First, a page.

It is distressing to learn that the Pontifical Commission for the Protection of Minors may be restructured so that survivors of sexual abuse by clergy may have no direct voice in that body. The commission has helped the church make great strides in addressing this global issue, but it is in danger of becoming irrelevant.
Signs of trouble with the commission began to surface in 2016, a year after its inception, when one of two abuse survivors on the commission, Peter Saunders, was suspended. The trouble became acute when the sole remaining survivor on the commission, Marie Collins, resigned earlier this year.
Collins resigned because she felt Vatican bureaucracy was neglecting and stalling the work of the commission. The commission is understaffed, underfunded and not accepted by offices at the Vatican that should be working with it, Collins said. Her statements have been reinforced by fellow commission member Krysten Winter-Green in an interview with NCR.
When Pope Francis announced the creation of this commission in June 2015, we greeted it as “a new phase in abuse crisis.”
“For the first time, there is clear evidence that the people’s cry for justice and action has reached the pope and his closest advisers,” we said.
We were told at that time that, on the recommendation of his nine-member Council of Cardinals, a tribunal would be established to judge bishops who mishandle cases concerning the sexual abuse of children, on charges of “abuse of office.”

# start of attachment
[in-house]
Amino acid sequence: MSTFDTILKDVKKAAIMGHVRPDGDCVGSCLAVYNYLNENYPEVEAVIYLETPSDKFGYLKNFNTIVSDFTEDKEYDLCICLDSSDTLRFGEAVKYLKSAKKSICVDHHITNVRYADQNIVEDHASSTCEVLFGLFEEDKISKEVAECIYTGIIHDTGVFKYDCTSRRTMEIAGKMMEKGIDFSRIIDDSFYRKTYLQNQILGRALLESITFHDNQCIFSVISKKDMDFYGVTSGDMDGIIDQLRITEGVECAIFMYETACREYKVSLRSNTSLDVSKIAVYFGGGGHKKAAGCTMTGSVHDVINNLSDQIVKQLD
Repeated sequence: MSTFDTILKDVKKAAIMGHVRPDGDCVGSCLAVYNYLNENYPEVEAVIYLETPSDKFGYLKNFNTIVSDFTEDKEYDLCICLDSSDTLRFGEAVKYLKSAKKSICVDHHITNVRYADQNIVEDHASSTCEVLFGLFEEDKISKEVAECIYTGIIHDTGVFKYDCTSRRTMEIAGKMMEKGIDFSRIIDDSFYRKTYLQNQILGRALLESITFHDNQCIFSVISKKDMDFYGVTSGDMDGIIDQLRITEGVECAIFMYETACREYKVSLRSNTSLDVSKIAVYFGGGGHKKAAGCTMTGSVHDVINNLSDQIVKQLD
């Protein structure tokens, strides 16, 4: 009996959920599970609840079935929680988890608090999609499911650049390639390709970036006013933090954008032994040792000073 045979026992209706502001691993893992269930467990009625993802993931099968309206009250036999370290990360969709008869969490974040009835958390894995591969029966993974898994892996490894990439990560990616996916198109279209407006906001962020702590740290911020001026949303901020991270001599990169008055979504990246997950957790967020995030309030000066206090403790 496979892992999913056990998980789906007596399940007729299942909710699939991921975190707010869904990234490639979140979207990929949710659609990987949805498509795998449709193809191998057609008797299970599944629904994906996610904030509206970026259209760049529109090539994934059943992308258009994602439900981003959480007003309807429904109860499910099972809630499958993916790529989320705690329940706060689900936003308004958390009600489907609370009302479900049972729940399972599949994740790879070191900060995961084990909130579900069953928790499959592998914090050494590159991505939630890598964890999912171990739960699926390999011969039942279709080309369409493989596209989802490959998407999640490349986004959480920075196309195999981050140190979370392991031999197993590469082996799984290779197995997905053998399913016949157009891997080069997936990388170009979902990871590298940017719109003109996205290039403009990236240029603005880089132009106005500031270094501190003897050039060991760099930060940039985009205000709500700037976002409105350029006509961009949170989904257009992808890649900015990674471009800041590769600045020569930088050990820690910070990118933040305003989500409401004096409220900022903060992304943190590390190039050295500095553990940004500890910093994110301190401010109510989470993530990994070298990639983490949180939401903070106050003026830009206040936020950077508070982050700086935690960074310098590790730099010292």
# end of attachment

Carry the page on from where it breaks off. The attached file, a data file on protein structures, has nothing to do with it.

“Never before has the language describing the mishandling of these cases by bishops — and by extension their diocesan officers — been so strong,” we said.
Regrettably, that tribunal never came to be. We were told two years later that what was announced wasn’t an approved plan, but was rather enthusiastic encouragement from the pope to begin a discussion of possibilities. Why the world — including pontifical commission members — thought a papal announcement said one thing but meant another and why it took two years for the clarification to be made is an example of the intransigence and obfuscation that drove Collins from the commission.
The Pontifical Commission for the Protection of Minors began well and has made huge contributions in educating Catholics across the globe about the issue of abuse of minors and vulnerable adults. It has given many people the tools to address the issue. The job entrusted to the commission is too important to the life of the church to allow the body to fade into irrelevance.
To prevent irrelevancy, the commission must ensure that survivors have direct participation in its work and the commission itself needs a strong, public endorsement by Francis.